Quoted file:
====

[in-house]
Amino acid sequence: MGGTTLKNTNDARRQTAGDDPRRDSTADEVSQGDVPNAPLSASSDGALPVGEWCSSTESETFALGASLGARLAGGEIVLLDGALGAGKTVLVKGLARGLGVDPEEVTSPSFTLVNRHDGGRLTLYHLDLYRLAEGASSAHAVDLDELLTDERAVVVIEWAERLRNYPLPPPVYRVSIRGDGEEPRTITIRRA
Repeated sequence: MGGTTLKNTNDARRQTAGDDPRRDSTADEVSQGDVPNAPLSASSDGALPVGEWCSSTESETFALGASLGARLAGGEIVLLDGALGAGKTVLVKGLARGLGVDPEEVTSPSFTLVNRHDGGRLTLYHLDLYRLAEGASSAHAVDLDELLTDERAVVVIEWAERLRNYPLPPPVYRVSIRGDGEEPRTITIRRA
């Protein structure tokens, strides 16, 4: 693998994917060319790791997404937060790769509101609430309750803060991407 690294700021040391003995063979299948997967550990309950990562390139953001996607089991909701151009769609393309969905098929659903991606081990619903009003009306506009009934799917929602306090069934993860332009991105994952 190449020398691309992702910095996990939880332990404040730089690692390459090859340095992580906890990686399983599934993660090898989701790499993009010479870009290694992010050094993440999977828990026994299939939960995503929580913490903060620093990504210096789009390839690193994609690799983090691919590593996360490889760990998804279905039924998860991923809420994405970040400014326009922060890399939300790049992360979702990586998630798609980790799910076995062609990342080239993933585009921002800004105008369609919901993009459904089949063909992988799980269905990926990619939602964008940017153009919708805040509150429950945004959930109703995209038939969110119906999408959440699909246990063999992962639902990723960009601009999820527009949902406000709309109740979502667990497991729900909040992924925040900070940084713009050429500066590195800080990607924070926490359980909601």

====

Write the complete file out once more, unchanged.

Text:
[in-house]
Amino acid sequence: MGGTTLKNTNDARRQTAGDDPRRDSTADEVSQGDVPNAPLSASSDGALPVGEWCSSTESETFALGASLGARLAGGEIVLLDGALGAGKTVLVKGLARGLGVDPEEVTSPSFTLVNRHDGGRLTLYHLDLYRLAEGASSAHAVDLDELLTDERAVVVIEWAERLRNYPLPPPVYRVSIRGDGEEPRTITIRRA
Repeated sequence: MGGTTLKNTNDARRQTAGDDPRRDSTADEVSQGDVPNAPLSASSDGALPVGEWCSSTESETFALGASLGARLAGGEIVLLDGALGAGKTVLVKGLARGLGVDPEEVTSPSFTLVNRHDGGRLTLYHLDLYRLAEGASSAHAVDLDELLTDERAVVVIEWAERLRNYPLPPPVYRVSIRGDGEEPRTITIRRA
């Protein structure tokens, strides 16, 4: 693998994917060319790791997404937060790769509101609430309750803060991407 690294700021040391003995063979299948997967550990309950990562390139953001996607089991909701151009769609393309969905098929659903991606081990619903009003009306506009009934799917929602306090069934993860332009991105994952 190449020398691309992702910095996990939880332990404040730089690692390459090859340095992580906890990686399983599934993660090898989701790499993009010479870009290694992010050094993440999977828990026994299939939960995503929580913490903060620093990504210096789009390839690193994609690799983090691919590593996360490889760990998804279905039924998860991923809420994405970040400014326009922060890399939300790049992360979702990586998630798609980790799910076995062609990342080239993933585009921002800004105008369609919901993009459904089949063909992988799980269905990926990619939602964008940017153009919708805040509150429950945004959930109703995209038939969110119906999408959440699909246990063999992962639902990723960009601009999820527009949902406000709309109740979502667990497991729900909040992924925040900070940084713009050429500066590195800080990607924070926490359980909601």